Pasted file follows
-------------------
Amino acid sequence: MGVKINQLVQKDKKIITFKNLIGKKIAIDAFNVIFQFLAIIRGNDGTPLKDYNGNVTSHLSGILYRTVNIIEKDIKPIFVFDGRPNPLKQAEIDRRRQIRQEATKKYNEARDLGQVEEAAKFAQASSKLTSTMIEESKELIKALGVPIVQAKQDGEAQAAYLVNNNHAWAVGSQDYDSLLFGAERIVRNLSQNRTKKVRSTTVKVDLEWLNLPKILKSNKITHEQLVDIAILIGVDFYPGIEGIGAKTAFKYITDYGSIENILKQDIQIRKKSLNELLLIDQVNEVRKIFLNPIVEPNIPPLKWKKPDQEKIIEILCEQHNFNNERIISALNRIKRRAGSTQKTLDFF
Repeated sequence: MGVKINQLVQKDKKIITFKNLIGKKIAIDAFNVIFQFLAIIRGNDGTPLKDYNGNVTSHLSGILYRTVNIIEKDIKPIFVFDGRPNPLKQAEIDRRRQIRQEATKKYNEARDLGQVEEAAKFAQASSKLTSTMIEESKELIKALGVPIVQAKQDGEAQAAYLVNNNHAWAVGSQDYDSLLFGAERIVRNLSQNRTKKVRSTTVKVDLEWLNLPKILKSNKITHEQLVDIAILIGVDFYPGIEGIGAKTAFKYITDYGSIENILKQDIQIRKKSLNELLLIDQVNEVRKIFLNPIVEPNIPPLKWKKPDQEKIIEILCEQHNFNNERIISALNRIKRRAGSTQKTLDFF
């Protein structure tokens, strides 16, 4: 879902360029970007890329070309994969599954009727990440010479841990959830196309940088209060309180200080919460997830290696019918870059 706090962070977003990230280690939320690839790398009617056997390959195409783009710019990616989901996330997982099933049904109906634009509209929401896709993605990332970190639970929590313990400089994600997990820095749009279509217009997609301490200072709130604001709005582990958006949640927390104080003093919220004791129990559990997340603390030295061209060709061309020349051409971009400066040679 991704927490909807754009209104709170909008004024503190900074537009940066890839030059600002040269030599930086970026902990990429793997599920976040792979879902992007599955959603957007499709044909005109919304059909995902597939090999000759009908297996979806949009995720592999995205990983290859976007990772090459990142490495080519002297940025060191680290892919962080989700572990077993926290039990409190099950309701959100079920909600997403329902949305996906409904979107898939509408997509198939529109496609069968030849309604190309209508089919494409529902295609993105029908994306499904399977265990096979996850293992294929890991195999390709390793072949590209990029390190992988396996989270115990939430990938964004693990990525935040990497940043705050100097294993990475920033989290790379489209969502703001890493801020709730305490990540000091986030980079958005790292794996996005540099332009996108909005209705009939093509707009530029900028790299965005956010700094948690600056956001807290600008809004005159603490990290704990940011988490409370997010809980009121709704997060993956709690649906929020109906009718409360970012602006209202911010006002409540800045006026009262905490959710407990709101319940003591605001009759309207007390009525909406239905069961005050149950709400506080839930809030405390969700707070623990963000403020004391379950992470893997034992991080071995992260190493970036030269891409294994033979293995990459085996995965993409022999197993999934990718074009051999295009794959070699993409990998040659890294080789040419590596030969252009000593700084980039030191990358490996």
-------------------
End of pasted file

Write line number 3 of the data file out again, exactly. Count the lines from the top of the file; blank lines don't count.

């Protein structure tokens, strides 16, 4: 879902360029970007890329070309994969599954009727990440010479841990959830196309940088209060309180200080919460997830290696019918870059 706090962070977003990230280690939320690839790398009617056997390959195409783009710019990616989901996330997982099933049904109906634009509209929401896709993605990332970190639970929590313990400089994600997990820095749009279509217009997609301490200072709130604001709005582990958006949640927390104080003093919220004791129990559990997340603390030295061209060709061309020349051409971009400066040679 991704927490909807754009209104709170909008004024503190900074537009940066890839030059600002040269030599930086970026902990990429793997599920976040792979879902992007599955959603957007499709044909005109919304059909995902597939090999000759009908297996979806949009995720592999995205990983290859976007990772090459990142490495080519002297940025060191680290892919962080989700572990077993926290039990409190099950309701959100079920909600997403329902949305996906409904979107898939509408997509198939529109496609069968030849309604190309209508089919494409529902295609993105029908994306499904399977265990096979996850293992294929890991195999390709390793072949590209990029390190992988396996989270115990939430990938964004693990990525935040990497940043705050100097294993990475920033989290790379489209969502703001890493801020709730305490990540000091986030980079958005790292794996996005540099332009996108909005209705009939093509707009530029900028790299965005956010700094948690600056956001807290600008809004005159603490990290704990940011988490409370997010809980009121709704997060993956709690649906929020109906009718409360970012602006209202911010006002409540800045006026009262905490959710407990709101319940003591605001009759309207007390009525909406239905069961005050149950709400506080839930809030405390969700707070623990963000403020004391379950992470893997034992991080071995992260190493970036030269891409294994033979293995990459085996995965993409022999197993999934990718074009051999295009794959070699993409990998040659890294080789040419590596030969252009000593700084980039030191990358490996």